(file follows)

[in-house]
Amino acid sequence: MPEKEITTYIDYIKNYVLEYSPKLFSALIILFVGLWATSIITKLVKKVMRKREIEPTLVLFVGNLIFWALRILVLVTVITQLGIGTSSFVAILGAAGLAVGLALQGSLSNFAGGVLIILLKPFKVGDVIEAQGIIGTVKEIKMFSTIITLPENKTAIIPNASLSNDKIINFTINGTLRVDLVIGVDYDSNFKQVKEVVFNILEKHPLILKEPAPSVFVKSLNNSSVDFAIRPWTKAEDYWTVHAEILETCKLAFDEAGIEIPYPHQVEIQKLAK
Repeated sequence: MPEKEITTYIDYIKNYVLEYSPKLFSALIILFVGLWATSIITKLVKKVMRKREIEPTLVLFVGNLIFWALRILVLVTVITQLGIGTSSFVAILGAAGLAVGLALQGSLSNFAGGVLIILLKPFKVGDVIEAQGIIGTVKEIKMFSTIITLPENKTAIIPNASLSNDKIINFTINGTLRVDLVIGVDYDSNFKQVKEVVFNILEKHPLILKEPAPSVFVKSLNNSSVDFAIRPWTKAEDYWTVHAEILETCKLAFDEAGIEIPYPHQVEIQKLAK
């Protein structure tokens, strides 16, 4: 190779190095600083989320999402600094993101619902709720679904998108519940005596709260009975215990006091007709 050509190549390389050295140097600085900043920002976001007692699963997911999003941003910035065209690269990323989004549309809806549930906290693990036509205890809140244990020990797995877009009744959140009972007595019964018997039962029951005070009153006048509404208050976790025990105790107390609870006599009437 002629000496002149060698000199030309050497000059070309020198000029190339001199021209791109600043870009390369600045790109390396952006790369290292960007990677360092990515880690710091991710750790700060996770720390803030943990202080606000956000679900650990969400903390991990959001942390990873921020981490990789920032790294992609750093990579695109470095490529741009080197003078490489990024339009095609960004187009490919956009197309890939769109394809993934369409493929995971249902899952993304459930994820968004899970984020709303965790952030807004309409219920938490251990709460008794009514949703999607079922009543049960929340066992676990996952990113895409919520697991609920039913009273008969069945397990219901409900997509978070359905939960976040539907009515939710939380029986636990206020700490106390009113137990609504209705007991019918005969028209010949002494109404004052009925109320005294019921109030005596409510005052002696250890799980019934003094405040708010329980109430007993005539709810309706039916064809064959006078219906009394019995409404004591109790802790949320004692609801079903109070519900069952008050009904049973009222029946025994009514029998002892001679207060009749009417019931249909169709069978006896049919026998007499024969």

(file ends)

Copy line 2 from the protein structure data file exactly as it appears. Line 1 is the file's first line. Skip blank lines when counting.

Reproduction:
Amino acid sequence: MPEKEITTYIDYIKNYVLEYSPKLFSALIILFVGLWATSIITKLVKKVMRKREIEPTLVLFVGNLIFWALRILVLVTVITQLGIGTSSFVAILGAAGLAVGLALQGSLSNFAGGVLIILLKPFKVGDVIEAQGIIGTVKEIKMFSTIITLPENKTAIIPNASLSNDKIINFTINGTLRVDLVIGVDYDSNFKQVKEVVFNILEKHPLILKEPAPSVFVKSLNNSSVDFAIRPWTKAEDYWTVHAEILETCKLAFDEAGIEIPYPHQVEIQKLAK